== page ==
The newsletter of the ISBA’s Section on Senior Lawyers
Technology for seniors
This is the first of what may become a regular column in the ISBA Senior Lawyer Section newsletter. That is up to you. If you like it (or even if you don’t), if you have suggestions on what we should write about, or even wish to take a turn in contributing a column, let us know. Please feel free to volunteer to join our committee, and let us know what you want to learn.
Ed bought his iPad2 for his 69th birthday (one of the best birthday presents ever, he says). It is much easier to carry than a laptop computer. He has it with him wherever he goes. He can receive e-mails and respond anywhere, airports, Amtrak, hotels, anywhere, including his car as Sarah, his wife, drives. He has many free apps that allow him to watch TV programs (including ABC, CBS, NBC and WILL), or listen to classical music or Public Radio stations. Sarah and his two granddaughters love playing a variety of games. Ed has held off and not played a game yet (afraid of addiction).
Ed also paid for a couple of apps. Pages, which is similar to Word, is a great word processing program. Ed can store things in the Cloud, so he can create something on iPad2 and open it on his laptop, update it and print from either without being wired to his new printer. Ed also bought a roll-up keyboard for when he is doing serious keyboarding on iPad.
We are sure that some of you are way ahead of us with your experience on your iPads. Please send in a list of your favorite apps so we can learn from each other.
Ed is a very frugal person and uses Google Voice for making long-distance telephone calls using iPad2 from anywhere. When he is at home, he can use the Dialer feature to dial any preset 10-digit number, or he can add in a new number wherever he is. If the person he’s calling has caller ID, it will show his Google telephone number (which he chose when he set up his Google Voice account). A phone number can be any number you’d like, so long as it’s not already in use by another person. Ed got his first choice.
You can also set it up so that your home number, your office number, and cell phone can all be forwarded to your Google number, and, if you do not answer when it rings, and if they leave a message, you get an e-mail with a transcript of their message.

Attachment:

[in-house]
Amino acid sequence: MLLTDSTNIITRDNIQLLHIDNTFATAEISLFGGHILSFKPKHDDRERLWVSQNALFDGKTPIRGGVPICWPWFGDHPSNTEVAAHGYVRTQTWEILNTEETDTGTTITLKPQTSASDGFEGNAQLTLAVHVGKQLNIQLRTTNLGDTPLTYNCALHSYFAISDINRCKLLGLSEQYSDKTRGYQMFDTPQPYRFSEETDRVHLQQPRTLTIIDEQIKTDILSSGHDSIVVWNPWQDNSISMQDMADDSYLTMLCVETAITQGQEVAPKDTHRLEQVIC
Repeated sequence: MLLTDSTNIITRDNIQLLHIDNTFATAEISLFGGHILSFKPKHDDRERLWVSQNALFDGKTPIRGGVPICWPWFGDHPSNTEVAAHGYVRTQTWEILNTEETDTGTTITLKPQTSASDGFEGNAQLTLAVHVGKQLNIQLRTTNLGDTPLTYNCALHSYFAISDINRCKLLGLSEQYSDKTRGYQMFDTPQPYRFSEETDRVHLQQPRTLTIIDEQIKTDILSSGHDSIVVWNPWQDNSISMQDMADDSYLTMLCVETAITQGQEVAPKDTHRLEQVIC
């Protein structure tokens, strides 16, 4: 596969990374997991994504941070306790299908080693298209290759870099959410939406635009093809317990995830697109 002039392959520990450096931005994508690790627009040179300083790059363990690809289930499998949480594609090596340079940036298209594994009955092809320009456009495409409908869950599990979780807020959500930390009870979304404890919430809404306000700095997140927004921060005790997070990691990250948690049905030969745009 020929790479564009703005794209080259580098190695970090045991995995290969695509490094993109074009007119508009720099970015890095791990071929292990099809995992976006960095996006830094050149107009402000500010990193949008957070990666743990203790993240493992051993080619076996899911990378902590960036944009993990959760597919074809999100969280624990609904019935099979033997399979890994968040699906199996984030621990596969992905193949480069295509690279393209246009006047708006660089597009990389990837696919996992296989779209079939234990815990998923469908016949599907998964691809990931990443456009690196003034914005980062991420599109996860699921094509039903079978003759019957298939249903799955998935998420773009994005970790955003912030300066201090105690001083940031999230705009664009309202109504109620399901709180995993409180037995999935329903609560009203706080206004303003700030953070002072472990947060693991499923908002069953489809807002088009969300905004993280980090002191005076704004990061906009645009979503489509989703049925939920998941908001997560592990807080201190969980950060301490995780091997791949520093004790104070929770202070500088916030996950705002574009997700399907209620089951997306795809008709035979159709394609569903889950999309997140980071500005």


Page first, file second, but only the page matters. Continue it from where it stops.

The two co-chairs conducted our first conference call using Google Voice. It is a video conference call and works as long as each has Skype on his computer or iPad.
Many think Facetime is better than SKYPE. One downside is that you must be calling from an iPhone or iPad to another iPhone or iPad. The connection is better and much easier. With the reverse camera you can show your surroundings during the call, or follow the antics of a grandchild running around or playing. All you do is call the other person’s number (iPhone) or email (iPad) to connect. It is just as easy as making a phone call, no difference. It takes seconds to identify the number or e-mail as Facetime, but, once that is done, it is done for good. These devices can use Facetime: iPad 2, iPhone 4, iPod touch, or Mac. (The authors would like to thank Don Mateer, the incoming chair, for his comments about Facetime.)
One drawback is that you have to be in wi-fi --at least with AT&T. But wireless is nearly everywhere. Facetime can be used with an iTouch (with wireless) via e-mail address.
Dragon Naturally Speaking
This is a wonderful program that allows you to dictate into a microphone connected to your computer or a digital recorder and it converts the spoken word into text on the screen. The more you practice and use it, the more accurate it becomes. It is even possible to have it review your documents and to learn the spelling of words you use regularly. It is now up to version 11.5. You need to use it a lot for it to understand the way you pronounce words. You must speak slowly and consistently without background noise.
Stay tuned. ■